The significant difference between the respective culture change and the employee engagement process is that culture change emphasises behaviour change as its biggest lever, whereas employee engagement action plans tend to focus on levers which make little difference to those areas which motivate employees. One is deep lasting change; and the other is shallow, short-lived, and superfluous change.
It is challenging to change culture because culture change focuses primarily on behaviour change. For an individual to change behaviours established over years of life is hard enough, so to change the collective behaviours of an organisation is even harder. That is why many organisations steer away from it. However, the organisations that have been willing and bold enough to face into culture change as a core business lever and central focus are reaping results. Culture executes strategy. Culture breeds customer satisfaction. Culture delivers great financial results. Culture lifts community and public reputation of the organisation. Culture engages employees. Culture is the biggest competitive advantage any organisation can acquire. Effective culture change is nonetheless complex, takes time and requires ongoing commitment from senior leaders. When developing a culture change plan, there needs to be consideration of many different levers and components. However the following eight focus areas are the most critical of any culture change plan:
- Make sure that the organisation has a clear purpose; a deep understanding of its customers; an exciting and enticing vision for the future; and strategic objectives which help it reach the vision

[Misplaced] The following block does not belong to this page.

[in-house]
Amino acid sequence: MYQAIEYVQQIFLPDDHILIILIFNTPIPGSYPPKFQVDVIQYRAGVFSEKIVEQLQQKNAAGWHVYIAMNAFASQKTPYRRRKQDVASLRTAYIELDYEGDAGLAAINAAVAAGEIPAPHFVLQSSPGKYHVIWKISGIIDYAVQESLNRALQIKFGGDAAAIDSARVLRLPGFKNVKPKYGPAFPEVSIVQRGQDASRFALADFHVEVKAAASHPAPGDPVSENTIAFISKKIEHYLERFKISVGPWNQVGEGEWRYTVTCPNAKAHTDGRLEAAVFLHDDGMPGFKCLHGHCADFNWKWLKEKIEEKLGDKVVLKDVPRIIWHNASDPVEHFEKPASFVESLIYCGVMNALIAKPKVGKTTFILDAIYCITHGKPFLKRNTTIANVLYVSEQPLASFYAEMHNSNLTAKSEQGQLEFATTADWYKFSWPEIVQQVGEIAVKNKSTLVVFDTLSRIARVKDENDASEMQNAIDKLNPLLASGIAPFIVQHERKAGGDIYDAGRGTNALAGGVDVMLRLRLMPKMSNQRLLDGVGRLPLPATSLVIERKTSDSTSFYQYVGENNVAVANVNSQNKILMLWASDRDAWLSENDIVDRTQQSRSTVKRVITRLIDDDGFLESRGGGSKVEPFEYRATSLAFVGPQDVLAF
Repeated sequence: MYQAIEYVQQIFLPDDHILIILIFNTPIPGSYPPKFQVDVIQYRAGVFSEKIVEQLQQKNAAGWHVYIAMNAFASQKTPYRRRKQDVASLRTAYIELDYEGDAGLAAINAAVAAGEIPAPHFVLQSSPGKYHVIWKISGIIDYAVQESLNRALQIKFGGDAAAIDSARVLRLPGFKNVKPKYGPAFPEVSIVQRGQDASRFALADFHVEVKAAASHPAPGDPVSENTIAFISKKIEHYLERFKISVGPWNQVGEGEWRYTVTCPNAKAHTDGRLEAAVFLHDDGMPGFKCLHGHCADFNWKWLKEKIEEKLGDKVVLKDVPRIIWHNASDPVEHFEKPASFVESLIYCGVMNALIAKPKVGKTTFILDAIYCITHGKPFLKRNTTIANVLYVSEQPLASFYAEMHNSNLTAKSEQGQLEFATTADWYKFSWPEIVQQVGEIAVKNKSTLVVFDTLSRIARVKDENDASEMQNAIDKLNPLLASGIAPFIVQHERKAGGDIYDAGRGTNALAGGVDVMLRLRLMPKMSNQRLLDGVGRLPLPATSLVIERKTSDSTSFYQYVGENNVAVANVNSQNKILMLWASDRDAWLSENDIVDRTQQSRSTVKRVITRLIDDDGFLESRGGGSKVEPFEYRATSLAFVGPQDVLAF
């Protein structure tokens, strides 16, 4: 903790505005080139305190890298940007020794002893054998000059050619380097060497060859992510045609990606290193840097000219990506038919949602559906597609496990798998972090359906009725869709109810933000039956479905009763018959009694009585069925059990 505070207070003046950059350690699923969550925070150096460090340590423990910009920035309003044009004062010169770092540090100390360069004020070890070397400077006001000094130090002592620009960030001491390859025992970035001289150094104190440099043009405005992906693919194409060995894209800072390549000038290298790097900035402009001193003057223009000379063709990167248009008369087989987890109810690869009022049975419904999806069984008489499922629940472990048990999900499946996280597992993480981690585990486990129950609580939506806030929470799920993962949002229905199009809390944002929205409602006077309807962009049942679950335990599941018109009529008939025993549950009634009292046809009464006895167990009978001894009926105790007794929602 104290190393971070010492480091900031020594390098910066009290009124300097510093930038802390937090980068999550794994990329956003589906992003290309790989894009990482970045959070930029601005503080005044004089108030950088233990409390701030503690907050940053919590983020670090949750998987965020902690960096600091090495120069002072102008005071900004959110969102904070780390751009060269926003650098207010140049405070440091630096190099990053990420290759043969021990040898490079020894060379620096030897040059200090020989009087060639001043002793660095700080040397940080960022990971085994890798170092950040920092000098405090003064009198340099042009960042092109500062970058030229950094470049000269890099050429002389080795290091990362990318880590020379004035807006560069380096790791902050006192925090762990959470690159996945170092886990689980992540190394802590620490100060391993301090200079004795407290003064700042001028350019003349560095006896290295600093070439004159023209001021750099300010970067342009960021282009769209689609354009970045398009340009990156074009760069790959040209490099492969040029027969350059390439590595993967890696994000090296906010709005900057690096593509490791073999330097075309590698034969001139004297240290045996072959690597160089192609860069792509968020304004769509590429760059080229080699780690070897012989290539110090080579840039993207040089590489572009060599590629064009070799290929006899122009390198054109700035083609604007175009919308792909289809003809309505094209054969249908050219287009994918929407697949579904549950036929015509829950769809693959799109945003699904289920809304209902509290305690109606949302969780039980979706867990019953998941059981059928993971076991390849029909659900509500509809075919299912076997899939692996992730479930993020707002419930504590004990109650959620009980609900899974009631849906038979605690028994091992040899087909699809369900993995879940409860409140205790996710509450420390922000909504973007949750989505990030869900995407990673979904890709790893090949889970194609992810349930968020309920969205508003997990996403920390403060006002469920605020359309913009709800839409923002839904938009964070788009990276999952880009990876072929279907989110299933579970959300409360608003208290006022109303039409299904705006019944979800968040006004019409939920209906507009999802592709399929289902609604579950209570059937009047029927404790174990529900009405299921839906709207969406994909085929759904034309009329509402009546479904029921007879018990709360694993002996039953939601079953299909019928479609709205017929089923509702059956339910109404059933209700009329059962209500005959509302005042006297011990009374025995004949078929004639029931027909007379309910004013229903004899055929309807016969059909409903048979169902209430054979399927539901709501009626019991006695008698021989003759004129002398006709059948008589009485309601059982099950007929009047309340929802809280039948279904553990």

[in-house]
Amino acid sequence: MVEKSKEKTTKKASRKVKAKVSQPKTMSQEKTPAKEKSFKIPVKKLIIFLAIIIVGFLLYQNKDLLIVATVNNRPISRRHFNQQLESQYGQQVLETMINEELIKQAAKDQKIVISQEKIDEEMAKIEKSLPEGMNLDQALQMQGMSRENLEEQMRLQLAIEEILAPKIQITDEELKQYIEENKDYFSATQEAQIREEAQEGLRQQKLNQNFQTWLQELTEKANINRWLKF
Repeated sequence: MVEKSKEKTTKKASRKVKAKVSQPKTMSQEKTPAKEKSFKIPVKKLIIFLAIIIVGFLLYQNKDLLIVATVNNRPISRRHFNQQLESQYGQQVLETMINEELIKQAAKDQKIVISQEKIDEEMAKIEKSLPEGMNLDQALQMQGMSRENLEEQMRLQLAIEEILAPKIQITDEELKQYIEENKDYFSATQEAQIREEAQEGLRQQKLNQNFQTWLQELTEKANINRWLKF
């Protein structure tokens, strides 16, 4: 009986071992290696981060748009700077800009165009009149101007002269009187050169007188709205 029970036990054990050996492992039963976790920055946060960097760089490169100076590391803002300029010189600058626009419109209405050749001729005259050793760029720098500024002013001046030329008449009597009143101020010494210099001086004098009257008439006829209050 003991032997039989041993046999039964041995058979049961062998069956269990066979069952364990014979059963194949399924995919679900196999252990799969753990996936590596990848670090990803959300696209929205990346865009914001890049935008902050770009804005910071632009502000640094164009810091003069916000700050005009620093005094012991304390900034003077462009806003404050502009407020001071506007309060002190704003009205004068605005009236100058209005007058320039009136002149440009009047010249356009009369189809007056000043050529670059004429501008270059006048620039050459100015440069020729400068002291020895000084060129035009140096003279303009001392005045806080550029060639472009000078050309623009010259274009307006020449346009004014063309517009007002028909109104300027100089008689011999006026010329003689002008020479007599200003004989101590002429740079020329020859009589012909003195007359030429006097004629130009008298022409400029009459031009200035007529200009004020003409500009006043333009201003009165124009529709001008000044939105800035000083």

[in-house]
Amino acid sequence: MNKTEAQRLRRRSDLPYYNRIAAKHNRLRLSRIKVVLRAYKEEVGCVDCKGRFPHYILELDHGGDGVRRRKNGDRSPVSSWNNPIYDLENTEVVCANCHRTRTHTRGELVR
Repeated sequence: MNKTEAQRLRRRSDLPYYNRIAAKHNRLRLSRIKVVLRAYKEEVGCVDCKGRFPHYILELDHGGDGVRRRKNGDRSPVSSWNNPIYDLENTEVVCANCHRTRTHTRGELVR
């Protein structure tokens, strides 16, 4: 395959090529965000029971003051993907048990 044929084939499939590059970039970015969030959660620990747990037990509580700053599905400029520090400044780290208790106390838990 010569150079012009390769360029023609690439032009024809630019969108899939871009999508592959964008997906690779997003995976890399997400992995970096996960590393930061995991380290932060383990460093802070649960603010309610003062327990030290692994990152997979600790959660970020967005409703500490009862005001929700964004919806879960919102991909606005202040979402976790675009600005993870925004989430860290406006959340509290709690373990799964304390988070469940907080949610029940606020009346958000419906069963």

- Develop a set of behaviours and values which help the organisation achieve its strategy AND provide the basic elements of human motivation (think Victor Vroom, Frederick Herzberg)
- Integrate the behaviours into everything including key processes e.g. performance management framework, recruitment process
- Role model the behaviours especially from senior leaders
- Promote and hire managers who value teamwork and consistently demonstrate the behaviours
- Make sure that teams and employees are clear how to demonstrate the behaviours in their interactions with internal and external customers
- Share stories of how the behaviours come to life and remove symbols that differentiate employees e.g. the CEOs carpark
- Make culture one of the key strategic goals supported by the board and the team at the top table.
Many years ago the management scholar and consultant Peter Drucker famously said that “culture eats strategy for breakfast”. It is not to say that strategy is unimportant; more so emphasising the importance of culture to deliver strategy and remarkable results. Quite simply, culture change is where organisations need to turn their attention. Long live culture change!